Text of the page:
Hudson v. City of Highland Park, Michigan et al
ORDER Granting in Part and Denying in Part Highland Park Defendants' 62 Motion for Judgment on the Pleadings; and Granting Leona Group Defendants' 63 Motion to Dismiss. Signed by District Judge Stephen J. Murphy, III. (DPar)
UNITED STATES DISTRICT COURT
EASTERN DISTRICT OF MICHIGAN
Case No. 2:16-cv-12369
HONORABLE STEPHEN J. MURPHY, III
CITY OF HIGHLAND PARK, MICHIGAN,
OPINION AND ORDER GRANTING IN PART AND DENYING IN PART HIGHLAND
PARK DEFENDANTS' MOTION FOR JUDGMENT ON THE PLEADINGS 
AND GRANTING LEONA GROUP DEFENDANTS' MOTION TO DISMISS 
After the City of Highland Park terminated Plaintiff Peter Hudson's employment,
Hudson filed suit against Defendants City of Highland Park, Highland Park Fire Chief Derek
Hillman, Highland Park Human Resources Director Makini Jackson, the Leona Group, LLC,
and Carmen Willingham. Hudson raised eight causes of action based on religious
discrimination and related state-law contract and invasion-of-privacy claims. The Highland
Park Defendants moved for judgment on the pleadings or to dismiss and the Leona Group
Defendants moved to dismiss. For the reasons stated below, the Court will grant in part and
deny in part the Highland Park Defendants' motion and will grant the Leona Group
The City of Highland Park employed Hudson as a full-time firefighter. Also, Hudson
worked part-time for Leona Group, LLC (at the Highland Park Renaissance Academy, a
local charter school) as a handyman and coach. Hudson alleges that Hillman and Jackson
suspended his employment because he claimed pay as a Fire Engine Operator, and then
terminated his employment because he had claimed to work for the Leona Group while he
was working for the Fire Department.
Hudson alleges that Leona Group principal Carmen Willingham provided his
timesheets—without his permission— to Hillman and Jackson. The timesheets showed that
Hudson claimed to work for Leona Group on the same week days he claimed to have
worked at the fire station. Hudson submits that he actually worked for Leona on the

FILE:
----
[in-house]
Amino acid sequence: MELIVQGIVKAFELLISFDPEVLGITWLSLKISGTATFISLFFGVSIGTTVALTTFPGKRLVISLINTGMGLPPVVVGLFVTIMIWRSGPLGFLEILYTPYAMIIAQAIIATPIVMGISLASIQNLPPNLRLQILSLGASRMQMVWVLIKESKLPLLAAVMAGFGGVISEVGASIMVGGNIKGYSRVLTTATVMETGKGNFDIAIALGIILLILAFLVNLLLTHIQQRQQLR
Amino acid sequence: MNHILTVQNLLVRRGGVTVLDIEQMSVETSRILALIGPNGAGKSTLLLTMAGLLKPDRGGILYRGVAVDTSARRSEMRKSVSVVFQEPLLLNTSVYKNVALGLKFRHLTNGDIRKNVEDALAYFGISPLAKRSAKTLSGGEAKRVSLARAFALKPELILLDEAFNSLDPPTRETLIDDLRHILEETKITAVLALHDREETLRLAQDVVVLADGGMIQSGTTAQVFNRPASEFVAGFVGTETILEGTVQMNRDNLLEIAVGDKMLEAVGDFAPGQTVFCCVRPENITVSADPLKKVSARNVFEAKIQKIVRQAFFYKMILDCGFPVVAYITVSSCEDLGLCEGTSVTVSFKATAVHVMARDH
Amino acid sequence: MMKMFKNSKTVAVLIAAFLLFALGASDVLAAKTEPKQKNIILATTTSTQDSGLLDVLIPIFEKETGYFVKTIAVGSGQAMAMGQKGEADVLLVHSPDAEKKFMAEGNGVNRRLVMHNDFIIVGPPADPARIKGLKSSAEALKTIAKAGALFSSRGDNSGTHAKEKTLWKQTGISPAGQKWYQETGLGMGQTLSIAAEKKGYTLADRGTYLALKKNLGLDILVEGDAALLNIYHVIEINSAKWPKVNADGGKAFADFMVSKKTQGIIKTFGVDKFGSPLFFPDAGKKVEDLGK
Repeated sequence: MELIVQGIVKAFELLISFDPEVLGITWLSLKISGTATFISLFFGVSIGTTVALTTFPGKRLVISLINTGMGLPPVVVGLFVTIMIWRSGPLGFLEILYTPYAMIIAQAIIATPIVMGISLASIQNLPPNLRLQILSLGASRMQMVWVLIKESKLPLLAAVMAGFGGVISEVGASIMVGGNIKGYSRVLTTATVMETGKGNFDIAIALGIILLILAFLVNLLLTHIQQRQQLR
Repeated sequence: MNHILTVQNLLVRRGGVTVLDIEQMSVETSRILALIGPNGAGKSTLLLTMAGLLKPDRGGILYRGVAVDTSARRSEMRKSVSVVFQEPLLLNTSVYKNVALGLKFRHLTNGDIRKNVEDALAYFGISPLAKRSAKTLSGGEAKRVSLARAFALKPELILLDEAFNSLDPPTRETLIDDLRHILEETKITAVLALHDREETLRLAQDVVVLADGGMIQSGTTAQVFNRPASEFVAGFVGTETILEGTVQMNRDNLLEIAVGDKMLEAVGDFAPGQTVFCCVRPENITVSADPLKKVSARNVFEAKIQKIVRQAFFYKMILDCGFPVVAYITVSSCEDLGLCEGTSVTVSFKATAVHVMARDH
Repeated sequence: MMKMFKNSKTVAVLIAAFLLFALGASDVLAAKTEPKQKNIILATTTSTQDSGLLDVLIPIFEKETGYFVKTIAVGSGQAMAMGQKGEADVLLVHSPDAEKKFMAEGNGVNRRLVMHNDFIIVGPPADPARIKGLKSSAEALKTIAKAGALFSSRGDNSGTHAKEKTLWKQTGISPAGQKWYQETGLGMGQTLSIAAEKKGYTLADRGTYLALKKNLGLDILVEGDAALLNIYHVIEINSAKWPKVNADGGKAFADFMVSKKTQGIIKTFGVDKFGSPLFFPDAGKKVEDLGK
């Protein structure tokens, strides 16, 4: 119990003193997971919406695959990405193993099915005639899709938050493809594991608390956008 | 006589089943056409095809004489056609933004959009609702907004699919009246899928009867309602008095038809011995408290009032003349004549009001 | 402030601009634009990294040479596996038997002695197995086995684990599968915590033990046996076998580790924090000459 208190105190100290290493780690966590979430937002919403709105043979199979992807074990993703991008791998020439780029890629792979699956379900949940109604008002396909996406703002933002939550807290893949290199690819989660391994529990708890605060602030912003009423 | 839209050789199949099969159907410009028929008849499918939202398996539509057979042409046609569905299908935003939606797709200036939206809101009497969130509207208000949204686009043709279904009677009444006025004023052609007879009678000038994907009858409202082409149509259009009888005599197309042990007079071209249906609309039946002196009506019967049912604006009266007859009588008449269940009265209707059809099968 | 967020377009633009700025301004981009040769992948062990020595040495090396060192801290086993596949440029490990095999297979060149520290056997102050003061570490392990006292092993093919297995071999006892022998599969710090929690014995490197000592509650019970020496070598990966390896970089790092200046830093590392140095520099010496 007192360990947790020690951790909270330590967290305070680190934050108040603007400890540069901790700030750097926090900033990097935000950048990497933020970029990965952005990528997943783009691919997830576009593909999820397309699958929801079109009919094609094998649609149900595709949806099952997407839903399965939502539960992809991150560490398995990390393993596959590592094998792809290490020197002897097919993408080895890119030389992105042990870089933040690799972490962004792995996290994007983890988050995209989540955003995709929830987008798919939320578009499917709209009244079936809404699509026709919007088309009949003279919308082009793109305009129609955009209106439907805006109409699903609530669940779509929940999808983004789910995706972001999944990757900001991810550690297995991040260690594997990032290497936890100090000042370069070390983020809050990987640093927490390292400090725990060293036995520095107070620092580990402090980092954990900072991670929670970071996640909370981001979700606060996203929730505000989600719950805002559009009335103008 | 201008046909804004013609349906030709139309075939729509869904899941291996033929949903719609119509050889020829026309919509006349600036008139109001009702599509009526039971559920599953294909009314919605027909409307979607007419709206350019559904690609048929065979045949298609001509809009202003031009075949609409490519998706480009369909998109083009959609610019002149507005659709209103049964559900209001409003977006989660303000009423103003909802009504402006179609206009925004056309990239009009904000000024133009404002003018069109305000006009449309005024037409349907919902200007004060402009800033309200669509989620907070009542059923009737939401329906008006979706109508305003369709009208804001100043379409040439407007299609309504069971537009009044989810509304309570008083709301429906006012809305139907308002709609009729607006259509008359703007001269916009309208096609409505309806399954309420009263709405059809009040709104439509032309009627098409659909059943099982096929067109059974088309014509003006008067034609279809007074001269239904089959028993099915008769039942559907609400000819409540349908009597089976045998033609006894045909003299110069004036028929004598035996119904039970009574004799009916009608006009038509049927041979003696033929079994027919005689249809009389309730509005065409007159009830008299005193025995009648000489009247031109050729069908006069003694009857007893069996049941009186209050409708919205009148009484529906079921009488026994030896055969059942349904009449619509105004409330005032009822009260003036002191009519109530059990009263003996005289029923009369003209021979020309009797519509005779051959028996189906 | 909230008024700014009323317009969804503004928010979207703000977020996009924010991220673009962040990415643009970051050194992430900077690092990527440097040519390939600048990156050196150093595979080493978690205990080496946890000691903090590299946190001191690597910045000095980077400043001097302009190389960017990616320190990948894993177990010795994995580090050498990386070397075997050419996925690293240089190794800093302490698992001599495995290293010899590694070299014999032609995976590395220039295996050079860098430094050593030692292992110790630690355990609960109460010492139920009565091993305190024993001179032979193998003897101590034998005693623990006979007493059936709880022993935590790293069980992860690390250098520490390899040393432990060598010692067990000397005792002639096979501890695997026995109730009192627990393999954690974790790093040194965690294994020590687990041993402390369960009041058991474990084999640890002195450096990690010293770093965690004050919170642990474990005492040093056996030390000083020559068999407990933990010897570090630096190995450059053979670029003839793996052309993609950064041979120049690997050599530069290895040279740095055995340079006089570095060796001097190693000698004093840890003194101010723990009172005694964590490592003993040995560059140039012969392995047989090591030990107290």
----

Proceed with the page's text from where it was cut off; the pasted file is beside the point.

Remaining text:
weekends, and Willingham instructed him to record his weekend work as weekday work
on the timesheets because the school's payroll system would not allow her to pay him for
Hudson claims to be a devout Christian. He alleges that Hillman and Jackson
discharged him based on his Christian faith and his outspoken criticism of sexual
misconduct in the firehouse. Hudson contends that—as a result of sexual misconduct—his
co-workers were not present for duty during fire alarms, and neglected to maintain lifesaving equipment like oxygen tanks. After he was terminated, Hudson filed an amended
complaint. ECF 61. The Highland Park Defendants timely moved for judgment on the
pleadings or to dismiss for failure to state a claim, ECF 62, and the Leona Group
Defendants timely moved to dismiss for failure to state a claim. ECF 63.
Federal Rule of Civil Procedure 12(b)(6) provides for dismissal of a complaint for
failure to state a claim upon which relief can be granted. If a complaint's allegations are not
"sufficient 'to raise a right to relief above the speculative level,' and to 'state a claim to relief
that is plausible on its face'" then the Court must grant a motion to dismiss. Hensley Mfg.
v. ProPride, Inc., 579 F.3d 603, 609 (6th Cir. 2009) (citation omitted) (quoting Bell Atl. Corp.
v. Twombly, 550 U.S. 544, 555, 570 (2007)). The Court views the complaint in the light
most favorable to the plaintiff, presumes the truth of all well-pled factual assertions, and